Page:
“This Article aims to unveil and undermine one of the most resonant truisms in contract law. It shows that a dominant criterion used by courts and academics in applying the omnipresent and overarching principle of good faith is essentially flawed. Our argument is innovative in at least four respects. First, it uncovers a common denominator of the major accounts of good-faith performance in case law and academic literature—namely, resort to community standards. While not unheard of, this test has never been recognized or addressed as a unifying thread among the various theories. Second, the Article distinguishes two forms of community standards: common views of morality and common practice. This has never been done before in this context. Third, the Article fiercely challenges the common denominator by proving that all definitions of community standards are either theoretically unsound or impractical. This conclusion undermines the validity of current judicial practice and contemporary legal theories. Fourth, the Article uses a novel theoretical perspective that can be labeled “axiomatic jurisprudence,” employing tools from a branch of economics known as social-choice theory. In this respect, it continues our recent publication, which utilized similar tools to analyze the concept of reasonableness in tort law …” (more)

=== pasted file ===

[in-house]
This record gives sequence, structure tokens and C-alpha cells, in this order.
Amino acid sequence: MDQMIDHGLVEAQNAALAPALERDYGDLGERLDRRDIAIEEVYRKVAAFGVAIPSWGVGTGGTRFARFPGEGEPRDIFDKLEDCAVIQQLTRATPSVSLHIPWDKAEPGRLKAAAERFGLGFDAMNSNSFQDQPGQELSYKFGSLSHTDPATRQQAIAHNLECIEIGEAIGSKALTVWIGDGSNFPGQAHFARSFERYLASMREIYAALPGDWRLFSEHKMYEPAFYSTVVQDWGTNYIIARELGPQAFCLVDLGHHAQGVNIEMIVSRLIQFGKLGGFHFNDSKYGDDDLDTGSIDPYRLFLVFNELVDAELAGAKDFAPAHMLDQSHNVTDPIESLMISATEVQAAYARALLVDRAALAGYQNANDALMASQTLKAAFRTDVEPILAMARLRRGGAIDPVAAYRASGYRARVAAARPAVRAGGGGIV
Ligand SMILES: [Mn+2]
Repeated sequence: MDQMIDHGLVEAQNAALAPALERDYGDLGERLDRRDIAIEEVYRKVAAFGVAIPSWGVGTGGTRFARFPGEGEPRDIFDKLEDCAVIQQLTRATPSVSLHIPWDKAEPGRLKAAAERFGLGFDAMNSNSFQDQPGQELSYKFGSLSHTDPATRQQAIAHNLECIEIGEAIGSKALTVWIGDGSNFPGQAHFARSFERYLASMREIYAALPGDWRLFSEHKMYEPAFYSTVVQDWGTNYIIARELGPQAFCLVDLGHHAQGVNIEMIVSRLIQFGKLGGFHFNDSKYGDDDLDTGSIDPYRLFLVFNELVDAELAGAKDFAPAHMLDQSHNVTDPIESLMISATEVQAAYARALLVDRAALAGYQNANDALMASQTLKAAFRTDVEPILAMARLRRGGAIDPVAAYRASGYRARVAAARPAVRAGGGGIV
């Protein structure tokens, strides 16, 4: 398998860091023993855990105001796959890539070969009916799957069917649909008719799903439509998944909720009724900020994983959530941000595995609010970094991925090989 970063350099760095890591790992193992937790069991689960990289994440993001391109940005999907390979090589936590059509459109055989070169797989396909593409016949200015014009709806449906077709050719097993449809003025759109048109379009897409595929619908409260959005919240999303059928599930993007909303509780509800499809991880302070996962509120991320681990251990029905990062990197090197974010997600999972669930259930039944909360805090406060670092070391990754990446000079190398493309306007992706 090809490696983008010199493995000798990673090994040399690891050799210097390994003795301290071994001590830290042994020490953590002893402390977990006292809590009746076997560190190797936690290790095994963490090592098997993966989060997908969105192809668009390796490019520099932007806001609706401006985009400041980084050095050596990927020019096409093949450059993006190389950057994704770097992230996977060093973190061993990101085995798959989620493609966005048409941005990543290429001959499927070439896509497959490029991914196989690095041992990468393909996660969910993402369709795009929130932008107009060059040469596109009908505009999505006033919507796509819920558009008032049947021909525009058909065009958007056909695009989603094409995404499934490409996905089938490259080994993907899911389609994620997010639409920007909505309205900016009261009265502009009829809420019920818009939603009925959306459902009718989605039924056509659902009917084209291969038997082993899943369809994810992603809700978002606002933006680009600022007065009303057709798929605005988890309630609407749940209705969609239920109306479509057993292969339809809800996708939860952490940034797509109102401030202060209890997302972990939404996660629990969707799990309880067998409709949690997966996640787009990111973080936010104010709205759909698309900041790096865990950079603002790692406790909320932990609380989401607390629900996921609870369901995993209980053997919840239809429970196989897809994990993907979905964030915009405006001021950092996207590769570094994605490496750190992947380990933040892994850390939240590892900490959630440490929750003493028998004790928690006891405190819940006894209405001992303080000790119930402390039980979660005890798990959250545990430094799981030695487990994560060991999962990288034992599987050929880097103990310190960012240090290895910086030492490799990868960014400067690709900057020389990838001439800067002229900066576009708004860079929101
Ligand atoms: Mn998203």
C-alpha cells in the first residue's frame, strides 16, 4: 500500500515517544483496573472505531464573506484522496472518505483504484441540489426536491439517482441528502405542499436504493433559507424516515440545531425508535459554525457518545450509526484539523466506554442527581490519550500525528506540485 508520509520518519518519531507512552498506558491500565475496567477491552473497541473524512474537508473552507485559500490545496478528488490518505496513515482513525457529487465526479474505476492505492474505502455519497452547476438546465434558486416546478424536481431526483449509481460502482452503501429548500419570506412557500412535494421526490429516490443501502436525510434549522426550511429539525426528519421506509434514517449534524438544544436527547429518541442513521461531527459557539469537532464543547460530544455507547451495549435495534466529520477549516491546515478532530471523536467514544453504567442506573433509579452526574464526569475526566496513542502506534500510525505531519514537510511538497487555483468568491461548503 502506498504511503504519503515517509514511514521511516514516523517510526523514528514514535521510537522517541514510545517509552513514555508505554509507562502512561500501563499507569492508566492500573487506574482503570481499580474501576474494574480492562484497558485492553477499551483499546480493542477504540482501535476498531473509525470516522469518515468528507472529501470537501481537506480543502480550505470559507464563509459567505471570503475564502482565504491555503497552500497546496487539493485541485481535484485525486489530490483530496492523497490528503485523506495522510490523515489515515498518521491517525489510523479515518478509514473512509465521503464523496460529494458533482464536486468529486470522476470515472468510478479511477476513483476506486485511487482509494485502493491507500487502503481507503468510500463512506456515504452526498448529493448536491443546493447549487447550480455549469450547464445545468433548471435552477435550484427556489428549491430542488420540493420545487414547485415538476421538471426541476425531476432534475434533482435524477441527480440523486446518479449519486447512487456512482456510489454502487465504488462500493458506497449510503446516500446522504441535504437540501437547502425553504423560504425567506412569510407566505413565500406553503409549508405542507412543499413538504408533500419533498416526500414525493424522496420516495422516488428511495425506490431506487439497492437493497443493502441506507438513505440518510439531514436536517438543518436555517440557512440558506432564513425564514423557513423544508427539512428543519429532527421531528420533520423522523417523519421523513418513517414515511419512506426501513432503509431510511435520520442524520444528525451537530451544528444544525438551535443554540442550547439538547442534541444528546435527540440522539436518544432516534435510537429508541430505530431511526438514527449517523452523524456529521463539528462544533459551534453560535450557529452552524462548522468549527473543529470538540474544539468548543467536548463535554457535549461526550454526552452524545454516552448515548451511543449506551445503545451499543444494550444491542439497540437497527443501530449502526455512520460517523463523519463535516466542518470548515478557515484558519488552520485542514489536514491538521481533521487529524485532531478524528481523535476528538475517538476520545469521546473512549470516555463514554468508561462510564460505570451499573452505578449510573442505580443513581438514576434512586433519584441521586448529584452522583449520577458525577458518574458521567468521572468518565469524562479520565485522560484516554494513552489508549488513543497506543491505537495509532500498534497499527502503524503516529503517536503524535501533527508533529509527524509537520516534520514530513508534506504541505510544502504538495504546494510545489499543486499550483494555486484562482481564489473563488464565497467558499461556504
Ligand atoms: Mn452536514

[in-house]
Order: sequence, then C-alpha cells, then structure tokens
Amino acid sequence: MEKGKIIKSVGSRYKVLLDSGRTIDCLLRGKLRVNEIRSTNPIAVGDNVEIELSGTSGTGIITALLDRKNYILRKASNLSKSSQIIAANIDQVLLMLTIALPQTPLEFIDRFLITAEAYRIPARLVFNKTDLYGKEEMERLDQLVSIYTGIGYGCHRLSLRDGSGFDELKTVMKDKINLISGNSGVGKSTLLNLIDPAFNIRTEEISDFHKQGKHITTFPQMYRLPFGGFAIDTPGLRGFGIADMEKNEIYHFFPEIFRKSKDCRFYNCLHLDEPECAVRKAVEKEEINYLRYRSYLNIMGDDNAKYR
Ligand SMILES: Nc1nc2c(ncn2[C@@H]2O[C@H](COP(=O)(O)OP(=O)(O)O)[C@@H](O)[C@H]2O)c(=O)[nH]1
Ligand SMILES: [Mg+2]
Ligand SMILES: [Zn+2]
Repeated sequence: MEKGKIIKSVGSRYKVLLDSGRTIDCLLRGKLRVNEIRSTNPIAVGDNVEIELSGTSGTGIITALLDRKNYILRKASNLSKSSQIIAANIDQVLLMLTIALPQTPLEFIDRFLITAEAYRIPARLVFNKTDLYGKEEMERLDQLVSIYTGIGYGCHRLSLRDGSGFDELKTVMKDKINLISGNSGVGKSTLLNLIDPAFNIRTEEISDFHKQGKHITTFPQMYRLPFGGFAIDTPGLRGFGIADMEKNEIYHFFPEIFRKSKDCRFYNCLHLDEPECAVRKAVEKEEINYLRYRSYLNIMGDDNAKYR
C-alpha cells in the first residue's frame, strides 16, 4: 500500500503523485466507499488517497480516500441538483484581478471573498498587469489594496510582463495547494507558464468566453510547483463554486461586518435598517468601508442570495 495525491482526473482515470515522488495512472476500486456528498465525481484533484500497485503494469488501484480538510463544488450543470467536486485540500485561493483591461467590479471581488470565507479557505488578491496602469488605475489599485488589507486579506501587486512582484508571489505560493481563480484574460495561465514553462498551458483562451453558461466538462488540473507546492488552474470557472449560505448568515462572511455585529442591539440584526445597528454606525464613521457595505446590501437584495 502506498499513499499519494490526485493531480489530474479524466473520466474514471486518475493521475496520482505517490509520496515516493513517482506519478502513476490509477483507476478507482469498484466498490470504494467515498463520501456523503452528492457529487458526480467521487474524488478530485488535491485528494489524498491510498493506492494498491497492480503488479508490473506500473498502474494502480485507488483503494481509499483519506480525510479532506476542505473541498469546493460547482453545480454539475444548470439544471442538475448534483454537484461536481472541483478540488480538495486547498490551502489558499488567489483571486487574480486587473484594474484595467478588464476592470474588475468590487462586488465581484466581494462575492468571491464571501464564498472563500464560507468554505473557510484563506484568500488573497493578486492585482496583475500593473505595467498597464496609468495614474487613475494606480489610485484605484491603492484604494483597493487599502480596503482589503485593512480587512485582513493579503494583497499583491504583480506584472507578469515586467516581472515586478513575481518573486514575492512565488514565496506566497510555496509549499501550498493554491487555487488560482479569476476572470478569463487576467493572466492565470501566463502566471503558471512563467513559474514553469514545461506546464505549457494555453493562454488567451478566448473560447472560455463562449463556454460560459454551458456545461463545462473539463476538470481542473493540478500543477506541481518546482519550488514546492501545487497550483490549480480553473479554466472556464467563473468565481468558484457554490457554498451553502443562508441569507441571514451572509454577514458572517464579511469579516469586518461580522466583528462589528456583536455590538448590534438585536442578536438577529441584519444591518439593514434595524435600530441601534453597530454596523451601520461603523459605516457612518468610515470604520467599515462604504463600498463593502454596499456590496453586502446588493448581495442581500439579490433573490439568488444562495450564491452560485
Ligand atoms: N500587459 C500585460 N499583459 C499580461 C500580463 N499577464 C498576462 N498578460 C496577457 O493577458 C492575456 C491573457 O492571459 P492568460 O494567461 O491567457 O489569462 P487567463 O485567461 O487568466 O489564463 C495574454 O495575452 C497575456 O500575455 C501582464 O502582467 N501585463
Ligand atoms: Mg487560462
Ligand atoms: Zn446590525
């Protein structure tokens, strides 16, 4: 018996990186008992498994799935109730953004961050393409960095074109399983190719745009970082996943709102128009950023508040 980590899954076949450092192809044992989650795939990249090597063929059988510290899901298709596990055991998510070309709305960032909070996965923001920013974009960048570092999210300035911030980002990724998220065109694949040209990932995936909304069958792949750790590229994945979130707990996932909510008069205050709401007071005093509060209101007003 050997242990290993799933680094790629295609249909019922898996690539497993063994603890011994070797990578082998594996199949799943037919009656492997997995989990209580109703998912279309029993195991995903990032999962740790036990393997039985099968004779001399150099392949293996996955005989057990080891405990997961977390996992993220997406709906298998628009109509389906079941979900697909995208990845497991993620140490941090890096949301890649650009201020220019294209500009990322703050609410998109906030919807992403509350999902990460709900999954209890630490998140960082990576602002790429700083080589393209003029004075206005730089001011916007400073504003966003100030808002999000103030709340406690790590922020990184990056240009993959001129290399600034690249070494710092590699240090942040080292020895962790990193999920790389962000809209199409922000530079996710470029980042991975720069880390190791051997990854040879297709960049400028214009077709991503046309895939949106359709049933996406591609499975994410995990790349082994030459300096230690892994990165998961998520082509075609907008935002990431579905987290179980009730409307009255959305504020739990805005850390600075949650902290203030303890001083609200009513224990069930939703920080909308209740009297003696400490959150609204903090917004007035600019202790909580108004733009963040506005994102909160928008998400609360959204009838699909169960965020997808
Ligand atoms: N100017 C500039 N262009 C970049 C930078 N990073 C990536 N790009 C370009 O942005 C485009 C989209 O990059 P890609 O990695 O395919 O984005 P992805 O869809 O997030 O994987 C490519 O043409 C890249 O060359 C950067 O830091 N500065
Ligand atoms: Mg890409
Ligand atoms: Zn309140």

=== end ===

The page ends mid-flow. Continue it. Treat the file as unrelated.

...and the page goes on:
Alan D Miller and Ronen Perry, ‘Good Faith Performance’. Iowa Law Review, Vol 98, No 2, January 2013.